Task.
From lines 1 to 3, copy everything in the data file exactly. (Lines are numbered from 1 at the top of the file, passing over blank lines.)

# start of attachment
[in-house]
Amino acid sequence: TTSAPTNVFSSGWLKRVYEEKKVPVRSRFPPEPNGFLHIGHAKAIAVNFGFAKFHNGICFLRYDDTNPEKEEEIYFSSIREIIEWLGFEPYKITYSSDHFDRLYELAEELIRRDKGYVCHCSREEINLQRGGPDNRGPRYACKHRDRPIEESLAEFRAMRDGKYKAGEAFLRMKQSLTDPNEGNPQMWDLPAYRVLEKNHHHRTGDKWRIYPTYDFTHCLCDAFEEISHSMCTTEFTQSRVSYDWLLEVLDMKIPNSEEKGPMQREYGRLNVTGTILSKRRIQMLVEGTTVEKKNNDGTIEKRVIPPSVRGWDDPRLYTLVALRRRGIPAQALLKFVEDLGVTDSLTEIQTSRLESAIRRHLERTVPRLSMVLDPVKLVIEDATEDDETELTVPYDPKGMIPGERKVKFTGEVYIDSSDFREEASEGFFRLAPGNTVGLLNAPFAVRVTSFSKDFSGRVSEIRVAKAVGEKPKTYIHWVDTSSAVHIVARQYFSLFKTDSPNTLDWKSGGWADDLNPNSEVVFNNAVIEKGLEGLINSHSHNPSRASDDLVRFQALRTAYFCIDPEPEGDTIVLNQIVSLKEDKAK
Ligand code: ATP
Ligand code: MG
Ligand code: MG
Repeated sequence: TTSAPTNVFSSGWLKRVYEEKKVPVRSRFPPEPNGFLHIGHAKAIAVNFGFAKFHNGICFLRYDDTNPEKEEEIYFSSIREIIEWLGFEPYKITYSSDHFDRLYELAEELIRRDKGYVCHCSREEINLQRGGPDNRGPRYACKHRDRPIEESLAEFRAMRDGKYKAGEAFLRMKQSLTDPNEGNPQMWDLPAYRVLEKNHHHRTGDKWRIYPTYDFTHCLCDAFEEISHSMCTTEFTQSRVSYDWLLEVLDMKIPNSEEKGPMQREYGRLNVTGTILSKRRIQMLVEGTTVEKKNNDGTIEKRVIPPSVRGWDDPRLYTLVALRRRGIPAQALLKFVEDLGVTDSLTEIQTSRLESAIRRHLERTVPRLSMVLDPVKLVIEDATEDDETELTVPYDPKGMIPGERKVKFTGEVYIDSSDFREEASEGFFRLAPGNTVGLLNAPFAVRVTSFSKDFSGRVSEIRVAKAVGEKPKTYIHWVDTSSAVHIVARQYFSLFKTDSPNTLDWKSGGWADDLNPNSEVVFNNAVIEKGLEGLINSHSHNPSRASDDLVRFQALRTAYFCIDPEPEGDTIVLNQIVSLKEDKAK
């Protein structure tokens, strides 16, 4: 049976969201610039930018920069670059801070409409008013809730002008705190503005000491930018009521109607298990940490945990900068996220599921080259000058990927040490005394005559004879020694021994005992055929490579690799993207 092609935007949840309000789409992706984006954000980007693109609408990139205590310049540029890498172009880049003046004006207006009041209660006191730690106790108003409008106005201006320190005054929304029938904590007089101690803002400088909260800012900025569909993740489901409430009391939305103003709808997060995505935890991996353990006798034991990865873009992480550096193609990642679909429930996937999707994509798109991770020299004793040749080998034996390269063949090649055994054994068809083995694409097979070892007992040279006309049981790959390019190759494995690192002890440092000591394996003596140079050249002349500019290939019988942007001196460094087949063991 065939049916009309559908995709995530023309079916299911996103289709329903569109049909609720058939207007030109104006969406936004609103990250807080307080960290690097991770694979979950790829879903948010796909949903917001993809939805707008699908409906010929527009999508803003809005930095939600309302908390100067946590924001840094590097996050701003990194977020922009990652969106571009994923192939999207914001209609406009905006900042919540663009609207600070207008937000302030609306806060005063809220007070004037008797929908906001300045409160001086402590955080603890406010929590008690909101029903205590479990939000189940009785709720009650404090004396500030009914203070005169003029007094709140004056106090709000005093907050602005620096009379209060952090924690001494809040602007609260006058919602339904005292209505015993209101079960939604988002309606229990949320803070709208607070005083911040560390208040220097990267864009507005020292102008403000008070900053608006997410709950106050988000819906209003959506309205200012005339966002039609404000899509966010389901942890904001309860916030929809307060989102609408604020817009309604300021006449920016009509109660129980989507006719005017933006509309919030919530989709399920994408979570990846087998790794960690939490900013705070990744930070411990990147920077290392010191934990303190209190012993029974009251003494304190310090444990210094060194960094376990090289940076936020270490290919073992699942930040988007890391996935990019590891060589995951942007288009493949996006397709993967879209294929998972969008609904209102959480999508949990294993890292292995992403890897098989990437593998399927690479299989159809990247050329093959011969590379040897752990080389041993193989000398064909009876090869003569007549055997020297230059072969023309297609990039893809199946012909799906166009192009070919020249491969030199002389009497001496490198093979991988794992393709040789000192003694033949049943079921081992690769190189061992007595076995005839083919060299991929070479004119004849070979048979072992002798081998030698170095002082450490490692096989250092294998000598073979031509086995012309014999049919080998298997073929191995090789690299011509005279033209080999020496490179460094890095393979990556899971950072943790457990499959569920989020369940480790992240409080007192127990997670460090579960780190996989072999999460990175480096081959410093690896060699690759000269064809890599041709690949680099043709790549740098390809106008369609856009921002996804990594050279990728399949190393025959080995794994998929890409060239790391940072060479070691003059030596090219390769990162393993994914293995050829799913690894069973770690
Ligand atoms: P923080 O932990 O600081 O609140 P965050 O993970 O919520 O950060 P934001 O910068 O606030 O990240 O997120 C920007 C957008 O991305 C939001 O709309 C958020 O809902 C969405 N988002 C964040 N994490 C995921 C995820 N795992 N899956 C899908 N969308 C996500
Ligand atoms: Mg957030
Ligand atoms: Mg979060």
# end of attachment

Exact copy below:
[in-house]
Amino acid sequence: TTSAPTNVFSSGWLKRVYEEKKVPVRSRFPPEPNGFLHIGHAKAIAVNFGFAKFHNGICFLRYDDTNPEKEEEIYFSSIREIIEWLGFEPYKITYSSDHFDRLYELAEELIRRDKGYVCHCSREEINLQRGGPDNRGPRYACKHRDRPIEESLAEFRAMRDGKYKAGEAFLRMKQSLTDPNEGNPQMWDLPAYRVLEKNHHHRTGDKWRIYPTYDFTHCLCDAFEEISHSMCTTEFTQSRVSYDWLLEVLDMKIPNSEEKGPMQREYGRLNVTGTILSKRRIQMLVEGTTVEKKNNDGTIEKRVIPPSVRGWDDPRLYTLVALRRRGIPAQALLKFVEDLGVTDSLTEIQTSRLESAIRRHLERTVPRLSMVLDPVKLVIEDATEDDETELTVPYDPKGMIPGERKVKFTGEVYIDSSDFREEASEGFFRLAPGNTVGLLNAPFAVRVTSFSKDFSGRVSEIRVAKAVGEKPKTYIHWVDTSSAVHIVARQYFSLFKTDSPNTLDWKSGGWADDLNPNSEVVFNNAVIEKGLEGLINSHSHNPSRASDDLVRFQALRTAYFCIDPEPEGDTIVLNQIVSLKEDKAK
Ligand code: ATP